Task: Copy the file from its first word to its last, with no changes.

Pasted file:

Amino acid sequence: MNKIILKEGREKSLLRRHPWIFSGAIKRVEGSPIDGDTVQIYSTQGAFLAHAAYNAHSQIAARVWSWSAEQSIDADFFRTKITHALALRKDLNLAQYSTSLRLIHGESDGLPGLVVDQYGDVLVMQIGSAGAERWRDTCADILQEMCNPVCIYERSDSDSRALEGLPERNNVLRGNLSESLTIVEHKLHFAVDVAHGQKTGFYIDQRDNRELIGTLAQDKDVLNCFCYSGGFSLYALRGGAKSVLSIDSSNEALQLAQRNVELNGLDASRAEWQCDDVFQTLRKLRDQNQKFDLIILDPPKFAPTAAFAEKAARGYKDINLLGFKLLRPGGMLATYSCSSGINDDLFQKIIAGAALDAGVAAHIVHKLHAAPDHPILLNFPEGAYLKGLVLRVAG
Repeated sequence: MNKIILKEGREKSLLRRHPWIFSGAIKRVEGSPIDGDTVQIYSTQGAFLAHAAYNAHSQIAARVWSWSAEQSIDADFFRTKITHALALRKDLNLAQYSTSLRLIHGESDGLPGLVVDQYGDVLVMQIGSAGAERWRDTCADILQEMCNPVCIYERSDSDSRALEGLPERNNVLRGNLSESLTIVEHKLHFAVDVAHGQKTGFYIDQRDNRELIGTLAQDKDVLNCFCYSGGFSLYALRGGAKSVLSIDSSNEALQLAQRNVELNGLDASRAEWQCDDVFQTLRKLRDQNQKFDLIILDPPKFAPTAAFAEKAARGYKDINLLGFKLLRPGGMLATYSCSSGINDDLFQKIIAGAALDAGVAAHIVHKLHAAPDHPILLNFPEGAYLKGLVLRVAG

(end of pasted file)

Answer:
Amino acid sequence: MNKIILKEGREKSLLRRHPWIFSGAIKRVEGSPIDGDTVQIYSTQGAFLAHAAYNAHSQIAARVWSWSAEQSIDADFFRTKITHALALRKDLNLAQYSTSLRLIHGESDGLPGLVVDQYGDVLVMQIGSAGAERWRDTCADILQEMCNPVCIYERSDSDSRALEGLPERNNVLRGNLSESLTIVEHKLHFAVDVAHGQKTGFYIDQRDNRELIGTLAQDKDVLNCFCYSGGFSLYALRGGAKSVLSIDSSNEALQLAQRNVELNGLDASRAEWQCDDVFQTLRKLRDQNQKFDLIILDPPKFAPTAAFAEKAARGYKDINLLGFKLLRPGGMLATYSCSSGINDDLFQKIIAGAALDAGVAAHIVHKLHAAPDHPILLNFPEGAYLKGLVLRVAG
Repeated sequence: MNKIILKEGREKSLLRRHPWIFSGAIKRVEGSPIDGDTVQIYSTQGAFLAHAAYNAHSQIAARVWSWSAEQSIDADFFRTKITHALALRKDLNLAQYSTSLRLIHGESDGLPGLVVDQYGDVLVMQIGSAGAERWRDTCADILQEMCNPVCIYERSDSDSRALEGLPERNNVLRGNLSESLTIVEHKLHFAVDVAHGQKTGFYIDQRDNRELIGTLAQDKDVLNCFCYSGGFSLYALRGGAKSVLSIDSSNEALQLAQRNVELNGLDASRAEWQCDDVFQTLRKLRDQNQKFDLIILDPPKFAPTAAFAEKAARGYKDINLLGFKLLRPGGMLATYSCSSGINDDLFQKIIAGAALDAGVAAHIVHKLHAAPDHPILLNFPEGAYLKGLVLRVAG